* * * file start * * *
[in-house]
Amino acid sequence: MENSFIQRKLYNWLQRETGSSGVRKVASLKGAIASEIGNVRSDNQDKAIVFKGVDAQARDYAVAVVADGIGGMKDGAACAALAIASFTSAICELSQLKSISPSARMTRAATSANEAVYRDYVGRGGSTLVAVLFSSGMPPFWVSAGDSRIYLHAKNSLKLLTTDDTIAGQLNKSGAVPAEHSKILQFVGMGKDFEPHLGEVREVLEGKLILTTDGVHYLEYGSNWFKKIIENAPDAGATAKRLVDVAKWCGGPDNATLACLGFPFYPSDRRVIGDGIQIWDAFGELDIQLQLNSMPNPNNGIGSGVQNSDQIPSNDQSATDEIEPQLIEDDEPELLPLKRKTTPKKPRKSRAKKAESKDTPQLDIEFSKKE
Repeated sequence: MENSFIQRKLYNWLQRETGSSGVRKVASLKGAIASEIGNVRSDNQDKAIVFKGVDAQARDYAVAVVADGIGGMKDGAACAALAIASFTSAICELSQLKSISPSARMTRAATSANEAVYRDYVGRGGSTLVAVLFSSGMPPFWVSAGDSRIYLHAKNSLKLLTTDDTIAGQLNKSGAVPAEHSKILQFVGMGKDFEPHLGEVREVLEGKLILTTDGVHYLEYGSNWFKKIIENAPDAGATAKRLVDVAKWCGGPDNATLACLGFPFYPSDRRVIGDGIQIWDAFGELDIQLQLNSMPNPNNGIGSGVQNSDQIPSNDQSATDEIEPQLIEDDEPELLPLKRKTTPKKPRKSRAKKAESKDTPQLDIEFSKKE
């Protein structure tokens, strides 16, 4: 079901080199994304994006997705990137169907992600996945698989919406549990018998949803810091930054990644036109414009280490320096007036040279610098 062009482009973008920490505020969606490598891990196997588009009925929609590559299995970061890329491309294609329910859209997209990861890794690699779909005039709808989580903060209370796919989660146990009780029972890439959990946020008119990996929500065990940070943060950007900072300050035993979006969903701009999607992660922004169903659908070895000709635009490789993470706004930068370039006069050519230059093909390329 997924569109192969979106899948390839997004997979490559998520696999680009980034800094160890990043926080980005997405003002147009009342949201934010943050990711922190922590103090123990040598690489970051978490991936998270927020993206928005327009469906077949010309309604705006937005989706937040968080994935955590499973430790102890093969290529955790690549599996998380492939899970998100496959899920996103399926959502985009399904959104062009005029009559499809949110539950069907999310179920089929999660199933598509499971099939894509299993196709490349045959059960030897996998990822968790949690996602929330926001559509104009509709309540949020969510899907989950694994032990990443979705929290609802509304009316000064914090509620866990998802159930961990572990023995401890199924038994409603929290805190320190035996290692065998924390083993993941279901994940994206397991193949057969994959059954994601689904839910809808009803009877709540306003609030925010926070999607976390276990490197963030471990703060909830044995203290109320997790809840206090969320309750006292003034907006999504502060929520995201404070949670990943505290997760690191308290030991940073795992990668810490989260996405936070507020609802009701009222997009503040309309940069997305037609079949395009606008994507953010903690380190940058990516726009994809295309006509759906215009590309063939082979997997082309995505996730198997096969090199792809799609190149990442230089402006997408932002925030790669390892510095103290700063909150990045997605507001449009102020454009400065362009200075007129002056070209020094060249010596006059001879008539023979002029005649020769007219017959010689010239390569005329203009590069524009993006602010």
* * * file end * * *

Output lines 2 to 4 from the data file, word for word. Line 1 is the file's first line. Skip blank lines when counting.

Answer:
Amino acid sequence: MENSFIQRKLYNWLQRETGSSGVRKVASLKGAIASEIGNVRSDNQDKAIVFKGVDAQARDYAVAVVADGIGGMKDGAACAALAIASFTSAICELSQLKSISPSARMTRAATSANEAVYRDYVGRGGSTLVAVLFSSGMPPFWVSAGDSRIYLHAKNSLKLLTTDDTIAGQLNKSGAVPAEHSKILQFVGMGKDFEPHLGEVREVLEGKLILTTDGVHYLEYGSNWFKKIIENAPDAGATAKRLVDVAKWCGGPDNATLACLGFPFYPSDRRVIGDGIQIWDAFGELDIQLQLNSMPNPNNGIGSGVQNSDQIPSNDQSATDEIEPQLIEDDEPELLPLKRKTTPKKPRKSRAKKAESKDTPQLDIEFSKKE
Repeated sequence: MENSFIQRKLYNWLQRETGSSGVRKVASLKGAIASEIGNVRSDNQDKAIVFKGVDAQARDYAVAVVADGIGGMKDGAACAALAIASFTSAICELSQLKSISPSARMTRAATSANEAVYRDYVGRGGSTLVAVLFSSGMPPFWVSAGDSRIYLHAKNSLKLLTTDDTIAGQLNKSGAVPAEHSKILQFVGMGKDFEPHLGEVREVLEGKLILTTDGVHYLEYGSNWFKKIIENAPDAGATAKRLVDVAKWCGGPDNATLACLGFPFYPSDRRVIGDGIQIWDAFGELDIQLQLNSMPNPNNGIGSGVQNSDQIPSNDQSATDEIEPQLIEDDEPELLPLKRKTTPKKPRKSRAKKAESKDTPQLDIEFSKKE
């Protein structure tokens, strides 16, 4: 079901080199994304994006997705990137169907992600996945698989919406549990018998949803810091930054990644036109414009280490320096007036040279610098 062009482009973008920490505020969606490598891990196997588009009925929609590559299995970061890329491309294609329910859209997209990861890794690699779909005039709808989580903060209370796919989660146990009780029972890439959990946020008119990996929500065990940070943060950007900072300050035993979006969903701009999607992660922004169903659908070895000709635009490789993470706004930068370039006069050519230059093909390329 997924569109192969979106899948390839997004997979490559998520696999680009980034800094160890990043926080980005997405003002147009009342949201934010943050990711922190922590103090123990040598690489970051978490991936998270927020993206928005327009469906077949010309309604705006937005989706937040968080994935955590499973430790102890093969290529955790690549599996998380492939899970998100496959899920996103399926959502985009399904959104062009005029009559499809949110539950069907999310179920089929999660199933598509499971099939894509299993196709490349045959059960030897996998990822968790949690996602929330926001559509104009509709309540949020969510899907989950694994032990990443979705929290609802509304009316000064914090509620866990998802159930961990572990023995401890199924038994409603929290805190320190035996290692065998924390083993993941279901994940994206397991193949057969994959059954994601689904839910809808009803009877709540306003609030925010926070999607976390276990490197963030471990703060909830044995203290109320997790809840206090969320309750006292003034907006999504502060929520995201404070949670990943505290997760690191308290030991940073795992990668810490989260996405936070507020609802009701009222997009503040309309940069997305037609079949395009606008994507953010903690380190940058990516726009994809295309006509759906215009590309063939082979997997082309995505996730198997096969090199792809799609190149990442230089402006997408932002925030790669390892510095103290700063909150990045997605507001449009102020454009400065362009200075007129002056070209020094060249010596006059001879008539023979002029005649020769007219017959010689010239390569005329203009590069524009993006602010």